Former major leaguer Chris Carpenter regrets not helping his longtime friend, the late Roy Halladay, with his off-field struggles after the two pitchers ended their playing careers.
Carpenter, who played with the Hall of Famer for five years while with the Toronto Blue Jays, said the two could've been there for one another.
"We both struggled, we both had issues," Carpenter said Thursday on ESPN's "Outside the Lines." "Unfortunately, that's something I wish I could take back. From that time until he passed, I was dealing with my own stuff, trying to get my own life together. Now, as we all know, so was Doc. I just wish I could have some of that time back, and maybe we could've gone through our things together, worked together, to try to fix it, to try to help him, and he try to help me."
Halladay's wife, Brandy, has been transparent about her husband's struggle with depression, anxiety, and addiction since his fatal 2017 plane crash. Carpenter, a former 15-year veteran, acknowledged that players have a difficult time adjusting to life after they retire.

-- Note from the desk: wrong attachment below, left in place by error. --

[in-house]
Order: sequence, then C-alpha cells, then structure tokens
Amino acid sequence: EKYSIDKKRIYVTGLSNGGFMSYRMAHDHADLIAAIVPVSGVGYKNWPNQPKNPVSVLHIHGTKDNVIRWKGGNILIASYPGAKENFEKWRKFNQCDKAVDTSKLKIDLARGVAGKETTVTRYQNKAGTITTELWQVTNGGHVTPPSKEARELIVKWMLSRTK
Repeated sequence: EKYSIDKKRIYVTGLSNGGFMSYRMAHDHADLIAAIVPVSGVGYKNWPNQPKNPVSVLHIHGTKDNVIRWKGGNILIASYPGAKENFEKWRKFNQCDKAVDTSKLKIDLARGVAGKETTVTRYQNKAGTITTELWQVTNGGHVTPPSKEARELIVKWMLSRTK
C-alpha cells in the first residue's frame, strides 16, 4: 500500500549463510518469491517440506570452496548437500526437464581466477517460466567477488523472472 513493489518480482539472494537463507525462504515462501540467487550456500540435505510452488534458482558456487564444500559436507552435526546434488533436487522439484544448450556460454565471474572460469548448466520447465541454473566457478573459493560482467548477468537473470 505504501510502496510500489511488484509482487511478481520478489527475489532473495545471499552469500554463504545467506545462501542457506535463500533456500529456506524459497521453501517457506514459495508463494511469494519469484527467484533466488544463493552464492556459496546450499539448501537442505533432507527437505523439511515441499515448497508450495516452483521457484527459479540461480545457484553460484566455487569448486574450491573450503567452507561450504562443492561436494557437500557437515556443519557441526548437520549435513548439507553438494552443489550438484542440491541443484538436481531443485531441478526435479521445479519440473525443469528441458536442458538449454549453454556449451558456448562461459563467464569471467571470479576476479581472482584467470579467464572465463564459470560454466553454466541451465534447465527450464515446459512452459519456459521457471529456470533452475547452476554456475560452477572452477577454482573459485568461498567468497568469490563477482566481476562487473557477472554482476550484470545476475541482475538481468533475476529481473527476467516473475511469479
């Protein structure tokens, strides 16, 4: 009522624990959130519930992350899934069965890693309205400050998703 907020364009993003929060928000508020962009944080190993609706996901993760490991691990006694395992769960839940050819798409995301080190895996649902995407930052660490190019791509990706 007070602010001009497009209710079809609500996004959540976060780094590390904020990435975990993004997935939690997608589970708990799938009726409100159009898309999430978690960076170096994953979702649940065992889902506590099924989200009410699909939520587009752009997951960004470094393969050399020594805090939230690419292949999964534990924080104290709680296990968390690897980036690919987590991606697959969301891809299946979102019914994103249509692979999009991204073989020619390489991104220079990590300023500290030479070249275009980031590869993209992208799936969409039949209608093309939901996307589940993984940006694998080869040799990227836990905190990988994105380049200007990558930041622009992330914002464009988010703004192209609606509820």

"I've shared before with many people that the game teaches you a lot - it teaches you responsibility; it teaches you how to compete; it teaches you how to navigate people, with all the different people that come into the clubhouse; it also teaches you and reminds you to stay financially secure because you retire at such an early age," the 45-year-old said. "What they don't teach you is going from that everyday structure, that everyday competition … and then once it ends, you have nothing."
Carpenter's comments come a day before ESPN releases its highly anticipated documentary "Imperfect," which airs Friday - the 10-year anniversary of Halladay's perfect game. The story chronicles the two-time Cy Young winner's life on and off the field.